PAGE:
Developing countries suffer from a significant gap in terms of scientific research related to climate change, a new study shows, even though they contain the communities and people most vulnerable to extreme weather, rising sea levels and other serious impacts of climate change.
“There is a kind of gap in knowledge, specifically in peer-reviewed papers in the large literature databases about those areas,” said Max Callaghan, lead author of the study and a researcher at the Mercator Research Institute on Global Commons and Climate Change in Berlin.
“We know that there are kind of inequalities in this global scientific system in terms of resources.”
The stark divide in availability of scientific research has been on the radar of climate experts, with major barriers facing global south scientists, such as access to prestigious (and expensive) scientific journals, the lack of time and funding to work on research, and even onerous visa requirements that make it difficult for scientists to attend conferences and meetings in the global north.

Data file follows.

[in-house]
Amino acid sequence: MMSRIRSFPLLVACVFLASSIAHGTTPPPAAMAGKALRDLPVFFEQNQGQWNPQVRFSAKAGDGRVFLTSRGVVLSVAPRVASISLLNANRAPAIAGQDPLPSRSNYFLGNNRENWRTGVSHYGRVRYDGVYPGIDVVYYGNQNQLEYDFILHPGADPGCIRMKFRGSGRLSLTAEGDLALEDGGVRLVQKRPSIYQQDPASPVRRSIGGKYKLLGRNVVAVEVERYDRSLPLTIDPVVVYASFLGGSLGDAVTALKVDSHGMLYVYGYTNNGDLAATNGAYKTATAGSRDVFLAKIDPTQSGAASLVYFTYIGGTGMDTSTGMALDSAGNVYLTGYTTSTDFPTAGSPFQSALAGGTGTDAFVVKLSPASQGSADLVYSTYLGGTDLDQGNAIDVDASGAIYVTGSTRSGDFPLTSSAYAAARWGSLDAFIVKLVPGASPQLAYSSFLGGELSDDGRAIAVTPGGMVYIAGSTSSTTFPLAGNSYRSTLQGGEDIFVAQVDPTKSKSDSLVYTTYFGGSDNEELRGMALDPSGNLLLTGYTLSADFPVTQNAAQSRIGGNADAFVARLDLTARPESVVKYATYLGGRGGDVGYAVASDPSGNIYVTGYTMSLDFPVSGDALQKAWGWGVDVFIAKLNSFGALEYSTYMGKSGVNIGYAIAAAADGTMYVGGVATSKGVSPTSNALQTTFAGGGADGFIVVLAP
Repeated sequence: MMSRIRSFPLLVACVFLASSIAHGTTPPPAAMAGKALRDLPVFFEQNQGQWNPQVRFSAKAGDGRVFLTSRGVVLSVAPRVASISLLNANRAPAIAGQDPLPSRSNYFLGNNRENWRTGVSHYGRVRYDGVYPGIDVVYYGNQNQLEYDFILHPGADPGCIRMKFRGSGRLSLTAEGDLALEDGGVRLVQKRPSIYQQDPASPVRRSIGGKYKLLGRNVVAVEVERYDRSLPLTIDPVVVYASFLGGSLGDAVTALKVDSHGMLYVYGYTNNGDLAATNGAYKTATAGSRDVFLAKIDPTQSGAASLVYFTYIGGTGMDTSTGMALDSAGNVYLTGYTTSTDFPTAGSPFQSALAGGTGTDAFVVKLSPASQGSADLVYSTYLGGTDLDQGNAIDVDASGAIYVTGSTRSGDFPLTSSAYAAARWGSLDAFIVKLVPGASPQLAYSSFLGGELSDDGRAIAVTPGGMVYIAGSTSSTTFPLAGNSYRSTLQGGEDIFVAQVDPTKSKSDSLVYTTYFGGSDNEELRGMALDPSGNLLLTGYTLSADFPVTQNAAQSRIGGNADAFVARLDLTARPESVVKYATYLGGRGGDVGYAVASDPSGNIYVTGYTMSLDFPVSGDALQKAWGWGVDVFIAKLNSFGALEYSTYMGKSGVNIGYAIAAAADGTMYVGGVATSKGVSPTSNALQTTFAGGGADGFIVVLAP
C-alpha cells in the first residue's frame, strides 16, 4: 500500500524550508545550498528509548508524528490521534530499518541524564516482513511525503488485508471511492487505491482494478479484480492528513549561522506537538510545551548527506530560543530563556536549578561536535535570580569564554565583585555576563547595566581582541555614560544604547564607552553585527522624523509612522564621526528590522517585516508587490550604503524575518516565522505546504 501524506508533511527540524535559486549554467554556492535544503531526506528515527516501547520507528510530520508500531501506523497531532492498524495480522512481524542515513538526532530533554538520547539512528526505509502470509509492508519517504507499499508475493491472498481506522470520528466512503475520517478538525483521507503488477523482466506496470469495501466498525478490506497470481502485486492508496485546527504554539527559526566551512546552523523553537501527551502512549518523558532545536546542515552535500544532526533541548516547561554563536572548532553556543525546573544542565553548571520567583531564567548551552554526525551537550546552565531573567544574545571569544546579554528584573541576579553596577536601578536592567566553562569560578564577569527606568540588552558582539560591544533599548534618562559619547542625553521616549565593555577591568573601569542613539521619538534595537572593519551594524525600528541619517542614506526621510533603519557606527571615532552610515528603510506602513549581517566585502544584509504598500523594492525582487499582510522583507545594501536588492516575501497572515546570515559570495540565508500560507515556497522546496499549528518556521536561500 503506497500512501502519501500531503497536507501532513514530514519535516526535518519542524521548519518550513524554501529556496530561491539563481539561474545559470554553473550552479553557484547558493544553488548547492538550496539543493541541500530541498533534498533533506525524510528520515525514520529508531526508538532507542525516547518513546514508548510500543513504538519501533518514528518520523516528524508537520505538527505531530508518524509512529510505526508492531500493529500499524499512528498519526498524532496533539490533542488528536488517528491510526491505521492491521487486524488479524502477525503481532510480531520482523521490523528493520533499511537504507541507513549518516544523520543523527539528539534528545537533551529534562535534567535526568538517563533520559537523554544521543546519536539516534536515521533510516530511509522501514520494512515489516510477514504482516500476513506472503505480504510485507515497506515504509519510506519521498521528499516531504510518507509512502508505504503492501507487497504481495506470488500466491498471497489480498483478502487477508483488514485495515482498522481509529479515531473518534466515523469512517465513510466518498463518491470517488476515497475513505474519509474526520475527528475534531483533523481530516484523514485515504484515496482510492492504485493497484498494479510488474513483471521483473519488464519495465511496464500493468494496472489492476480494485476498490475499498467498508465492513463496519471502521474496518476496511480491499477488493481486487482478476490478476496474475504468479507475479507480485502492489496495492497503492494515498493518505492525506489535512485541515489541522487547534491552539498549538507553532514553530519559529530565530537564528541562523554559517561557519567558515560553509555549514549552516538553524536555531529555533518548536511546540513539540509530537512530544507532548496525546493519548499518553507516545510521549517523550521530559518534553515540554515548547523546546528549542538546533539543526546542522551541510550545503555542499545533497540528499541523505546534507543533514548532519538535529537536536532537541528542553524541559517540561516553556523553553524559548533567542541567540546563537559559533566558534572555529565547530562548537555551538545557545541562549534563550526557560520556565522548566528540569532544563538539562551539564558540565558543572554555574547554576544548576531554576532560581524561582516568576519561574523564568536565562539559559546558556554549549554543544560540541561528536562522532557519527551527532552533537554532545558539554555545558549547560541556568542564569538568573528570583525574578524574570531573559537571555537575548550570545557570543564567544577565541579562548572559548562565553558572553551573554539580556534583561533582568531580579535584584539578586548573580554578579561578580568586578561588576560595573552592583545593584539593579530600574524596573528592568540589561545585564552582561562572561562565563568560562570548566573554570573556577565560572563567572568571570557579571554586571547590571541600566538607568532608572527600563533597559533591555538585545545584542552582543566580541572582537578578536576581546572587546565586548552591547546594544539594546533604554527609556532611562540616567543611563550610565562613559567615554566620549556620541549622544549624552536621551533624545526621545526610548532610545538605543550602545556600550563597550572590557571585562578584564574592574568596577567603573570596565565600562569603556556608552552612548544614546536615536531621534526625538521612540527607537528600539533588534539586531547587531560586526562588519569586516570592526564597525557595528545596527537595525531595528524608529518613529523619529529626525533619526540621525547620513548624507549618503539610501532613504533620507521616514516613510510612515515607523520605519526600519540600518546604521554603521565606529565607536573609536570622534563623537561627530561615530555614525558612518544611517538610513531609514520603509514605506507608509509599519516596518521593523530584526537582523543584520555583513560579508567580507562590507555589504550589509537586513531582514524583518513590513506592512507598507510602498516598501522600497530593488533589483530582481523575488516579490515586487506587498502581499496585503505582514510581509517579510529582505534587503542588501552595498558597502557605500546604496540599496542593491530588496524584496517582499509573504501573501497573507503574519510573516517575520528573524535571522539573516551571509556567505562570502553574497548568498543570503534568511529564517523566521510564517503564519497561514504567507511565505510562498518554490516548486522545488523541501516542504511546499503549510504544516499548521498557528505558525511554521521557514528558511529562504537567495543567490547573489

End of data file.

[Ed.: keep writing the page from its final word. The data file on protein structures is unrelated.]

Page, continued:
Experts warn that the gap might leave developing countries without the means to identify where climate mitigation and adaptation efforts should be directed to prepare for future weather disasters. Good climate science is also needed so that aid money from rich countries to help poor countries address climate change is targeted and spent on the right projects.
Machine learning maps climate impacts
The new study, published this week in Nature Climate Change, used machine learning to examine over 100,000 scientific papers worldwide. The study was conceived as a way to see if machine learning could help the work of the UN’s climate science body, the Intergovernmental Panel on Climate Change, by making it easier to examine and analyze the thousands of paper scientists currently examine by hand.
The study authors divided the world into smaller grid cells, and calculated the number of climate studies that studied climate impacts in those areas.